20 Most Interesting Facts About Holi Festival

Holi is one of those uncommon celebrations where individuals take an interest regardless of their religious slants. People come together and play this colourful festival.

Rightly called the festival of colours and the festival of love, Holi has won hearts not only in Asia, but even in the farthest corners of Europe and the United States. Germany even went to the extent of conducting a big open-air music festival to celebrate Holi.

Holi festival of colours
Photograph by Bikas Das

There are some facts about this colourful festival, which you should know. Here is a list of top 20 facts about holi.

#1. The word Holi is derived from the word “Holika”, the demonic sister of King Hiranyakashipu.

#2. Legend has that the evil king  Hiranyakashyap become increasingly strong through his devotion to God and asked his people to address him as god or bear severe consequences. Hiranyakashipu’s son Prahlad was an ardent follower of Lord Vishnu and he survived the conspiracies of Holika who tried to trick him and kill him through bonfire and his father who tried to take away his life many times. Prahlad was each time saved by Lord Vishnu.

#3. Holi commemorates the victory of Good over Evil and Holi is celebrated on the following day after Holika was burned in bonfire.

#4. Other legend behind the origin of Holi is that Lord Krishna as a baby was poisoned by the breast milk of Putana and thus he developed the characteristic blue color of his skin. Krishna was not sure if fair skinned Radha and other girls would like him. Thus he approached Radha and colored her face in some colors. Radha accepted Krishna despite the blue color of his skin and since that day the festival of Holi is celebrated. Holi is commemorated as the festival of love!

#5. Holi marks the passing of winter and beginning of spring. It is celebrated after the full moon in the month of ‘Phalguna’ which generally falls between February and March. The exact date of the festival is determined by the Hindu Calendar and its arrival varies on the Gregorian calendar.

Holi festival of colours
Roadside vendors sell coloured powder in Kolkata, India. Photograph by Rupak De Chowdhuri/Reuters

#6. It is a national festival celebrated across all the 28 states of India!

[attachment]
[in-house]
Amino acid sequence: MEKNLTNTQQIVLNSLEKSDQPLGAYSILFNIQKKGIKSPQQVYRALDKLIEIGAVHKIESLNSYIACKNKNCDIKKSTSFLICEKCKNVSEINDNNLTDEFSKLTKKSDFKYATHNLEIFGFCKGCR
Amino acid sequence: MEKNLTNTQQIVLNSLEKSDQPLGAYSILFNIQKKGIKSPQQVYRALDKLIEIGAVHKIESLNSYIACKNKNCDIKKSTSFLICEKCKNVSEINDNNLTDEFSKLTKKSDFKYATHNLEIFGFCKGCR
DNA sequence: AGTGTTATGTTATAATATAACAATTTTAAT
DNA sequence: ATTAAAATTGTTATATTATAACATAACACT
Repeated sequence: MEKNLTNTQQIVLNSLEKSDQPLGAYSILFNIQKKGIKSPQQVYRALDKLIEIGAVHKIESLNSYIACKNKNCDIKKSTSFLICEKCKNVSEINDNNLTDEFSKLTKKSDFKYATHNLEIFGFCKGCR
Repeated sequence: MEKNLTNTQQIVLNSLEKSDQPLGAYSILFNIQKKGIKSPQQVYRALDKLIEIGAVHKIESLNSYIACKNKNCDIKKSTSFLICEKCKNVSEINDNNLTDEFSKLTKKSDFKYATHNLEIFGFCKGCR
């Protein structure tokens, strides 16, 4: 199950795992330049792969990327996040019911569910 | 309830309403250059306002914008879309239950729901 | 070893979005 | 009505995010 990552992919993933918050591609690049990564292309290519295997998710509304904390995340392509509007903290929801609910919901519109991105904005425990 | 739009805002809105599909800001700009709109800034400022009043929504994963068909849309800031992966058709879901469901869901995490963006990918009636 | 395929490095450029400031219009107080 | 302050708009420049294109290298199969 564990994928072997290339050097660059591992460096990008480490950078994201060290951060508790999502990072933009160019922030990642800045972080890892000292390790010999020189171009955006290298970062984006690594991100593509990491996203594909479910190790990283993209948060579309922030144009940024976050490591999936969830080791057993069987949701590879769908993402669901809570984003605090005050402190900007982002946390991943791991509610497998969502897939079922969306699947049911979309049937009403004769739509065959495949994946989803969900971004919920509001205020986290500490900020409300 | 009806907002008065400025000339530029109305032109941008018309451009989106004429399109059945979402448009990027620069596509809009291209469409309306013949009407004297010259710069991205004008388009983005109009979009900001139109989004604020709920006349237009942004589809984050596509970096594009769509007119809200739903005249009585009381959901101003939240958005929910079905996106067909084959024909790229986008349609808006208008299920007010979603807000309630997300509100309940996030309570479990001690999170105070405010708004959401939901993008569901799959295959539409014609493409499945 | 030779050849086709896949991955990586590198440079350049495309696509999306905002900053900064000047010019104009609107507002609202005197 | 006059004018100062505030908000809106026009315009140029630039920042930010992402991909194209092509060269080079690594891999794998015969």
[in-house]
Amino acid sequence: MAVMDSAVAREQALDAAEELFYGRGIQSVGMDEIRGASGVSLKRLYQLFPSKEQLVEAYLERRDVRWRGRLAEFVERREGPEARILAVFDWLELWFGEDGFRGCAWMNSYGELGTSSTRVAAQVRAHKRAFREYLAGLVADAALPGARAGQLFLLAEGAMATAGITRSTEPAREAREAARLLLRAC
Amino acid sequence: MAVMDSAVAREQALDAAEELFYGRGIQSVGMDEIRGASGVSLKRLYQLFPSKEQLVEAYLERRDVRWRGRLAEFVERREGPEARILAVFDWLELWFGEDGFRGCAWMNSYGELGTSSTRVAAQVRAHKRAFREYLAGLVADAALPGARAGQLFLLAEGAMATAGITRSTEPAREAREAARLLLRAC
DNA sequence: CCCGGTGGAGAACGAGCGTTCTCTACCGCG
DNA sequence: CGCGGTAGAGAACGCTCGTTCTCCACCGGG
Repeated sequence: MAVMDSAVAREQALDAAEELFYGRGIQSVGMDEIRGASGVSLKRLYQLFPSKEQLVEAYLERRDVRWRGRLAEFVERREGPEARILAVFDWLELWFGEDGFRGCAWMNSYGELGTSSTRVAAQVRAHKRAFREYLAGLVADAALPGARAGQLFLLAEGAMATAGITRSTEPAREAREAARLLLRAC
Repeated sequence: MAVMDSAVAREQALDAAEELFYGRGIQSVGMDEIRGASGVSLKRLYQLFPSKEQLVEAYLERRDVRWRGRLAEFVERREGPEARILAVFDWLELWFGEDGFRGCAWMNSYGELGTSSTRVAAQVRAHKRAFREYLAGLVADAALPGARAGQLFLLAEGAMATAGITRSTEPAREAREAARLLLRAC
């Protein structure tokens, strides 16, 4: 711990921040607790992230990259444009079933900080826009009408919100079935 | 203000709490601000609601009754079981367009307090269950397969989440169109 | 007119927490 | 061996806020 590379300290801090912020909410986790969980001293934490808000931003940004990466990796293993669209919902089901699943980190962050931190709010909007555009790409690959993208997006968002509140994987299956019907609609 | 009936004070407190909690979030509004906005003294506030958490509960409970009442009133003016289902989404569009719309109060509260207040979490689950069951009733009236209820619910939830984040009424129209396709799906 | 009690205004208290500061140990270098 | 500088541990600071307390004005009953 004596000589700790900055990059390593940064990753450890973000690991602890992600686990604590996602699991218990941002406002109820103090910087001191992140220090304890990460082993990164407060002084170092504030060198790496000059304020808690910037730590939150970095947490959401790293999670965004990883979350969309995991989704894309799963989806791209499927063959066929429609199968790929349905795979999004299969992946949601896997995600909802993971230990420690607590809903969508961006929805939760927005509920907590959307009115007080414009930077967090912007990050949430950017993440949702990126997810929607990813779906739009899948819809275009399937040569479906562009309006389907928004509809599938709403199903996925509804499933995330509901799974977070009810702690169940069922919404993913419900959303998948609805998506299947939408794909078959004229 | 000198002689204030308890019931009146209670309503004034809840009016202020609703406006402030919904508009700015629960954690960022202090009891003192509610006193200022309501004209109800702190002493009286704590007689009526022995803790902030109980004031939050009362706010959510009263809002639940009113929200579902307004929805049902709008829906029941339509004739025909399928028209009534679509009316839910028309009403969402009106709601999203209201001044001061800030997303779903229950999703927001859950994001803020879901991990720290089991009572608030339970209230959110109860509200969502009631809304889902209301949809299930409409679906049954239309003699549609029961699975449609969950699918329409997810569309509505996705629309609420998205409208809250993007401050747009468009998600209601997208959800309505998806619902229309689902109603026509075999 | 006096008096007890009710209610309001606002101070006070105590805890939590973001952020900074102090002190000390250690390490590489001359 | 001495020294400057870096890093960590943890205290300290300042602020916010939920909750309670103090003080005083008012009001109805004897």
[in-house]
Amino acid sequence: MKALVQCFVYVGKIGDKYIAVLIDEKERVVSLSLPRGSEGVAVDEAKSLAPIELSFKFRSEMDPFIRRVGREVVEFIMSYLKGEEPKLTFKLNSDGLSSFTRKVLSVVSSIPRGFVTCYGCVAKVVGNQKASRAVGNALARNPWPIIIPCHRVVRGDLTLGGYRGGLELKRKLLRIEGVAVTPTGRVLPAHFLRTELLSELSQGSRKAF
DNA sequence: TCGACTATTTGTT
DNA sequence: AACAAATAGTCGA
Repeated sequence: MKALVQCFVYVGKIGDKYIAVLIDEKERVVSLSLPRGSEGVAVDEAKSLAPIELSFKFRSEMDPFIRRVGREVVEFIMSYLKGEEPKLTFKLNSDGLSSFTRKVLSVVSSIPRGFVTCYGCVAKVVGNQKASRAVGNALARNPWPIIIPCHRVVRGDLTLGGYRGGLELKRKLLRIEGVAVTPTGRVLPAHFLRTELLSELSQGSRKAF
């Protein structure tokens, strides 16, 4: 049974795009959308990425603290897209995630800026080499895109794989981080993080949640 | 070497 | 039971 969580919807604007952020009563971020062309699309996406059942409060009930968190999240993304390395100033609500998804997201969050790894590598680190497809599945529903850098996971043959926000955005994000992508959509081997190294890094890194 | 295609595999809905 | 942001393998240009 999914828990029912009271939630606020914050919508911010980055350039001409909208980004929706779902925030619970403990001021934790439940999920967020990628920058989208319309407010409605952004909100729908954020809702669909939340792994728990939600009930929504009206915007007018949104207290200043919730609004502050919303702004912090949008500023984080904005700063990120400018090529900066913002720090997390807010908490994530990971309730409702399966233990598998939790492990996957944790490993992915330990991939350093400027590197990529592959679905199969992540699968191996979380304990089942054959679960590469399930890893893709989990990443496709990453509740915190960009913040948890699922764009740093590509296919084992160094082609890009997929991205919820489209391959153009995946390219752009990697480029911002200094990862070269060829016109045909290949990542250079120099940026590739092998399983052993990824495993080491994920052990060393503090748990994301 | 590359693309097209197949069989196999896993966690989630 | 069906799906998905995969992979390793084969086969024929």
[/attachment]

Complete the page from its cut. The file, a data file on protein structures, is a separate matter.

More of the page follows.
#7. With every passing year, the festival is being welcomed across the world in many forms and people find great relief and satisfaction celebrating it with their friends and family.

#8. The festival starts on the night before Holi when people gather and start a bonfire. The bonfire is lit up between 8 pm and midnight. People gather around the fire to watch it while eating their favorite food items, and talk with friends.

#9. The second day of the festival of Holi which is also referred as “Rangwali Holi” is the main day when people play with wet and dry colors. People chase each other in an attempt to color one another.

#10. It is a day to celebrate youth! You will find wild hordes of youngsters in cars and bikes roaming the streets with water guns and balloons filled with waters screening for similar groups. And once they meet, the street fight begins! And any unassuming youngster caught smack in the middle normally bears the brunt of the colorful assault!Holi Festival of Colours

#11. Holi is the only day Indian kids have official permission to get filthy! Indian parents are notorious for their obsession with cleanliness, especially so in the case of their children. But, come Holi, all that flies out of the window. They can drown each other in colours, use spray gun, water balloons and what-nots!

#12. The festival of Holi is celebrated for at least 16 days in the Brag region of India where Krishna was born.

#13. Beware of this drink: Holi is also popular for the consumption of an intoxicating article – Bhang. This ingredient is mixed into drinks and sweets and is largely consumed by many during the festival. Bhang is made from cannabis leaves.

#14. The festival of colors is also popular for a saying “Bura na mano, Holi hai!” which means “do not mind, it’s holi.”

#15. India has long been plagued by superstitions and untouchability. Holi was the first festival which started preaching the message of equality and brotherhood in the society.

Holi festival of colours
Photograph by Poras Chaudhary, MyShot

#16. Men are allowed to throw colours and drench their female counterparts in water. For a society as rigid as India, pouring water over an unknown female is unthinkable for 364 days of the year. But again, Holi isn’t just another day!

#17. In a world filled with religious fanatics, you will hardly find another religious festival celebrated universally, cutting across religious and national barriers. It is as if the colours have the power to melt away social, cultural and religious differences.

#18. Holi has become the grand ambassador that preached the ultimate principle that Hinduism try to preach- 7 billion people on different paths, all leading to one God! This is on full display on Holi when people from different countries and religions go out and celebrate this festival of love.

#19. People generally tend to gather and celebrate this festival in open as it provides a suitable environment for the use of colors and water.

#20. Wearing white is generally deemed ‘apt’, for the colors can better ‘pop’ on a blank canvas. However, practicality-wise stick to something you might not wear again, as the colors do not come off easy.

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